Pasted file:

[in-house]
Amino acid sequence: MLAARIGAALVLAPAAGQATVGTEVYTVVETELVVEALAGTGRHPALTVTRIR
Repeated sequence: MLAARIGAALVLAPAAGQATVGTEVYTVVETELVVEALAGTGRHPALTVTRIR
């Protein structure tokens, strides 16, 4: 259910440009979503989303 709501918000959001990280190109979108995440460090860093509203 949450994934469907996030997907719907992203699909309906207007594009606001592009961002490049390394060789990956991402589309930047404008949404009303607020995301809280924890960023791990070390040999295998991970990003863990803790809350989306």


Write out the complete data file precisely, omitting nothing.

[in-house]
Amino acid sequence: MLAARIGAALVLAPAAGQATVGTEVYTVVETELVVEALAGTGRHPALTVTRIR
Repeated sequence: MLAARIGAALVLAPAAGQATVGTEVYTVVETELVVEALAGTGRHPALTVTRIR
């Protein structure tokens, strides 16, 4: 259910440009979503989303 709501918000959001990280190109979108995440460090860093509203 949450994934469907996030997907719907992203699909309906207007594009606001592009961002490049390394060789990956991402589309930047404008949404009303607020995301809280924890960023791990070390040999295998991970990003863990803790809350989306």